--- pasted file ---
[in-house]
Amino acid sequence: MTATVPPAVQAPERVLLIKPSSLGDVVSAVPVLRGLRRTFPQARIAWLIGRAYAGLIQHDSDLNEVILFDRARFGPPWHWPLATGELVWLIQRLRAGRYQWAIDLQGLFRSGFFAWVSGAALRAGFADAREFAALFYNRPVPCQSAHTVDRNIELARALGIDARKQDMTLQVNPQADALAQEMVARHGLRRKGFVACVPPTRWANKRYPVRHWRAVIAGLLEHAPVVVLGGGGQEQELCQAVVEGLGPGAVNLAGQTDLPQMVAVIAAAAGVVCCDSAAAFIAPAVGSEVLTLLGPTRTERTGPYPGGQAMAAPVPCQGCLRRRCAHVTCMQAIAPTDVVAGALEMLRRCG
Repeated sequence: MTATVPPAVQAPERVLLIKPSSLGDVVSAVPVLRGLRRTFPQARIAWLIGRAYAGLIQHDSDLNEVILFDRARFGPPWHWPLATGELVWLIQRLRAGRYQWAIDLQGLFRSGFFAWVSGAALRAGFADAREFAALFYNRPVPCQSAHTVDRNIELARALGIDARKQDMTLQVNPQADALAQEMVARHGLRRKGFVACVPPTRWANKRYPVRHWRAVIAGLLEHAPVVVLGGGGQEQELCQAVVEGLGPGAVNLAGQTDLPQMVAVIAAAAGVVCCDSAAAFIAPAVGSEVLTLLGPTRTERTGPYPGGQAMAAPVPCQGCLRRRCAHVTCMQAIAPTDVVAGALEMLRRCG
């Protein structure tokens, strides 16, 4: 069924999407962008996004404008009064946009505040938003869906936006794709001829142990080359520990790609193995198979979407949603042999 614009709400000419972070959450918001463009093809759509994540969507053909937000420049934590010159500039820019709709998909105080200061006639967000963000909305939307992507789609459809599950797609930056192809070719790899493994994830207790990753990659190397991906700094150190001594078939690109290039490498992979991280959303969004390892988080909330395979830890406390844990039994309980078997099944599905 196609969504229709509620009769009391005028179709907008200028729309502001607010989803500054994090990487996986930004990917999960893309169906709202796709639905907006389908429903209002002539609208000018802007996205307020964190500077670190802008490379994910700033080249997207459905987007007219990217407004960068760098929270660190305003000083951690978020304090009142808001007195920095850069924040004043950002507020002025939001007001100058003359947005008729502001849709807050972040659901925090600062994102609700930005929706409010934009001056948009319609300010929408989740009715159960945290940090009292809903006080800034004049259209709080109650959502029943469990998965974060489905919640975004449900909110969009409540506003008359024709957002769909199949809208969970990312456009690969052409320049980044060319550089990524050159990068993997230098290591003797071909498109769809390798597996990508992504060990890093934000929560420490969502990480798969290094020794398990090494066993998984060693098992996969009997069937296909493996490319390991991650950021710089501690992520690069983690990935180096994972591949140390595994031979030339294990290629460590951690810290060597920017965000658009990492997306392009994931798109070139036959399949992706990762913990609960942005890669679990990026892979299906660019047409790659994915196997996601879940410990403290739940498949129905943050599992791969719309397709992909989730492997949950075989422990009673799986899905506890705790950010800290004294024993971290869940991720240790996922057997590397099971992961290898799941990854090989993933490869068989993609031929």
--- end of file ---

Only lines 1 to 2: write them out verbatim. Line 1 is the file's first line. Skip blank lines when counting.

[in-house]
Amino acid sequence: MTATVPPAVQAPERVLLIKPSSLGDVVSAVPVLRGLRRTFPQARIAWLIGRAYAGLIQHDSDLNEVILFDRARFGPPWHWPLATGELVWLIQRLRAGRYQWAIDLQGLFRSGFFAWVSGAALRAGFADAREFAALFYNRPVPCQSAHTVDRNIELARALGIDARKQDMTLQVNPQADALAQEMVARHGLRRKGFVACVPPTRWANKRYPVRHWRAVIAGLLEHAPVVVLGGGGQEQELCQAVVEGLGPGAVNLAGQTDLPQMVAVIAAAAGVVCCDSAAAFIAPAVGSEVLTLLGPTRTERTGPYPGGQAMAAPVPCQGCLRRRCAHVTCMQAIAPTDVVAGALEMLRRCG